2012 Predictions: Latin America set for shakeup in plans, revenue streams and bundled offers
The nearing maturity of mobile voice services in most Latin American countries and the reduction on mobile termination rates set by regulators are leading to three main trends in the region: the launch of unlimited plans; the search for new revenue streams; and the commercial launch of multiple-play offerings.
Competition is likely to increase in all markets, not only due to the coverage overlap of large regional telecom groups with multiple-play offerings, but also due to the launch of new entrants and mobile virtual network operators, which are attracted with the favorable macroeconomic outlook in Latin America, and due to the influence of regulatory watchdogs, especially in Colombia, Mexico and Peru, which are the most concentrated markets.
Some examples of regulatory remedies expected to be implemented include mobile number portability in Argentina and Chile during 2012, gradual MTR cuts and regulatory asymmetries in Brazil, Colombia, Mexico and other countries.
The launch of unlimited plans
Even with some growth potential ahead in the majority of Latin American countries, the traditional voice market is likely to be threatened over the next years. This includes push-to-talk over cellular networks, as well as VoIP applications with connectivity provided by data plans. These new solutions, which work over 3G and 4G networks, have a higher quality of service than previous solutions and are likely to become a substitute in a larger scale for mobile telephony.
Instant messaging, social networks and e-mail incorporated into mobile devices are also a threat to text messaging, as they are an alternative for high prices charged.
Considering these factors, unlimited voice and SMS plans, which are already offered by most mobile operators (either through on-net plans or PTT), are likely to be intensify in 2012.
The increasing competition is also an important driver, as there are new entrants expected for 2012 as Nextel in Brazil, Chile, and Mexico; VTR in Chile; UNE in Colombia; and Alestra in Mexico.
Although there are currently only a few MVNOs in commercial operations, and most of them are owned by fixed operators, it is expected that new MVNO launches happen in Latin America due to a favorable scenario for mobile services and interest of different companies in this business. However, challenges related to the current market stage, high tax burden and interconnection rates and negotiation with mobile network operators need to be overcome by MVNO candidates.
The search for new revenue streams
The search for new revenue streams is an effort of operators to increase the total market with new service offerings (Internet access, machine-to-machine, mobile payment, IT services, etc.). Considering these growth opportunities, revenues are expected to increase at a compound annual growth rate of 7.4% from 2010 to 2016, to reach $106.56 billion in 2016, according to the Frost & Sullivan study “Latin America Mobile Services Markets Outlook II, 2010.”
Among the most promising mobile services in the future, Internet access has a prominent position. Smart devices and data cards proliferation, along with affordable data plans for prepaid and postpaid users (sometimes induced by government policies, such as national broadband plans) and a wider coverage of HSPA, HSPA+ and LTE networks, are likely to drive the growth of Internet access in 2012, serving sometimes as a substitute for fixed broadband.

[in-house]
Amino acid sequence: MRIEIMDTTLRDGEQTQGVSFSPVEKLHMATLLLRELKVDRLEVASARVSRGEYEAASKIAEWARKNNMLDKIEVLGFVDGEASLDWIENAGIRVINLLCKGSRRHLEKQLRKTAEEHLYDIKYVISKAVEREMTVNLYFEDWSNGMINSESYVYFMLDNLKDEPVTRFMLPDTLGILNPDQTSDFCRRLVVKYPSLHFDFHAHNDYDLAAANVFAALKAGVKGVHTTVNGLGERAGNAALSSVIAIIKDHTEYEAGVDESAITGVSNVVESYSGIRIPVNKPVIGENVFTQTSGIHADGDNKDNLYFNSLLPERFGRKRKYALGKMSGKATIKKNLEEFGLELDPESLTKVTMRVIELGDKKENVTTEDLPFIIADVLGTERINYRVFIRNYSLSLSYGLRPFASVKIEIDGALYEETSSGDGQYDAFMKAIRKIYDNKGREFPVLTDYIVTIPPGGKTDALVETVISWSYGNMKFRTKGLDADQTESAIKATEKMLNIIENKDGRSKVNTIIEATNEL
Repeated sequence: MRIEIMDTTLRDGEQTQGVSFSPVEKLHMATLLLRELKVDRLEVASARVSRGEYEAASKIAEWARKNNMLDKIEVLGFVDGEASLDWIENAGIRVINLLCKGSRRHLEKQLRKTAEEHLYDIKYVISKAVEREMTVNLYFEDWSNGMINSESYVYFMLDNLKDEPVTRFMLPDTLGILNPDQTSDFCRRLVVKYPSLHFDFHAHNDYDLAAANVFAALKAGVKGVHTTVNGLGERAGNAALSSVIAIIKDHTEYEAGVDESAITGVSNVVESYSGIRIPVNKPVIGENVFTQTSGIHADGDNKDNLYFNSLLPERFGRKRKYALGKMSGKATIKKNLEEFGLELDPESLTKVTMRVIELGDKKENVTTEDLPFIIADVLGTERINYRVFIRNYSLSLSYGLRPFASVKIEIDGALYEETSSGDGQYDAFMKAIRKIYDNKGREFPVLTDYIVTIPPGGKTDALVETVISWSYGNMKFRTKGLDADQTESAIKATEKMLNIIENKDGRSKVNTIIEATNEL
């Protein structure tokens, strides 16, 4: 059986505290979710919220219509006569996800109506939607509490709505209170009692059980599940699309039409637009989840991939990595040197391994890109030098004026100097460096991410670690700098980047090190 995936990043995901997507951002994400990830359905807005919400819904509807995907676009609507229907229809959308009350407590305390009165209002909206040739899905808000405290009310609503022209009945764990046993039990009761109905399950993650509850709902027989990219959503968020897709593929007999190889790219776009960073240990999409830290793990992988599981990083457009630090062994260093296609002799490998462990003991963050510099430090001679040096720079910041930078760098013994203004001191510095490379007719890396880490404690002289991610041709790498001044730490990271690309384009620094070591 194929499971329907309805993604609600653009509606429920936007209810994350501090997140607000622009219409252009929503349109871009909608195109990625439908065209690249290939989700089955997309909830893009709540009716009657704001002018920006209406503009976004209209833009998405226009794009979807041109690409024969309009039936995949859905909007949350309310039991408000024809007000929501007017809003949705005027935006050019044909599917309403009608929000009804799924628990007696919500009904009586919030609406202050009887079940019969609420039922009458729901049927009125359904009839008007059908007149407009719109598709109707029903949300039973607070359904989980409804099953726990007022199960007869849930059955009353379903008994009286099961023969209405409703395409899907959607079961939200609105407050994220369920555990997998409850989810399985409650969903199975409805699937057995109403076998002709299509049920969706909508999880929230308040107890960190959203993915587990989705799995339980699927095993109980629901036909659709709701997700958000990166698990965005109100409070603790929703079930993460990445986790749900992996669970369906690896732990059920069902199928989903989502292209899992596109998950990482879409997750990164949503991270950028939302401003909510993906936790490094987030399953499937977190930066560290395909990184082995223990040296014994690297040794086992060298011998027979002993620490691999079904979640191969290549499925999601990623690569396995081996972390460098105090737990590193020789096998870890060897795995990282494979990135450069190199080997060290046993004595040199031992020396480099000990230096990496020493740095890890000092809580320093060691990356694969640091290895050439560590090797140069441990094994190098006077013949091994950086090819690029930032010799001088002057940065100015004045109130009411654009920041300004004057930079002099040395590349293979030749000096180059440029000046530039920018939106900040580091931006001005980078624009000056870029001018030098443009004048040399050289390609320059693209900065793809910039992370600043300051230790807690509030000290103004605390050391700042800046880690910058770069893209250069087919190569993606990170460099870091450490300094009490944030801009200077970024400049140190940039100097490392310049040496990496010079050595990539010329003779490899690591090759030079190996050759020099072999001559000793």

M2M services also expect to grow significantly in 2012, with opportunities in different verticals such as healthcare, electricity distribution, banking and vehicle tracking. This last vertical represent an outstanding opportunity in Brazil, considering that it was determined that car manufacturers must implement anti-theft localization module equipment in every new car produced.
Mobile payment is another focus of mobile operators in the region. Examples are the partnership of Telefónica S.A. and MasterCard in 12 Latin American countries and TNL PSC S.A. (Oi), Banco do Brasil and Cielo in Brazil. Other implementations expect to happen during 2012, using several solutions, such as SMS-based transactional payments, direct billing for postpaid users, online payments and near field communication.
For the enterprise segment, IT services are also a trend, especially cloud computing, enterprise mobility solutions and mobile device management, which are likely to be adopted by corporations and small and medium enterprises.
Commercial launch of multiple-play offerings
Quadruple play is likely to appear in the Latin American countries, when fixed and mobile operators integrate their commercial offerings. An example of quadruple play is from Movistar in Venezuela, which offers fixed and mobile telephony, mobile broadband, and pay TV using direct-to-home technology. Another example of a multiple-play package is with América Móvil in Brazil called “Combo Multi.”
Several multiple-play offerings expect to occur during 2012, in some cases including Internet access through Wi-Fi hotspots. The deployment of Wi-Fi hotspots denotes a concern of mobile operators to offload data traffic from 3G networks. In Brazil, this strategy is being implemented by TIM, Oi and América Móvil, while Telefónica is currently focused on expanding its 3G network coverage.
In addition to having a role as the data traffic offload, Wi-Fi hotspots may help mobile operators deal with over-the-top content, and also enter this market by providing multiplatform offerings of pay TV services and video on demand.
By Renato Pasquini, article published in RCR Wireless News on January 16, 2012 (http://www.rcrwireless.com/article/20120116/opinion/2012-predictions-latin-america-set-for-shakeup-in-plans-revenue-streams-and-bundled-offers/)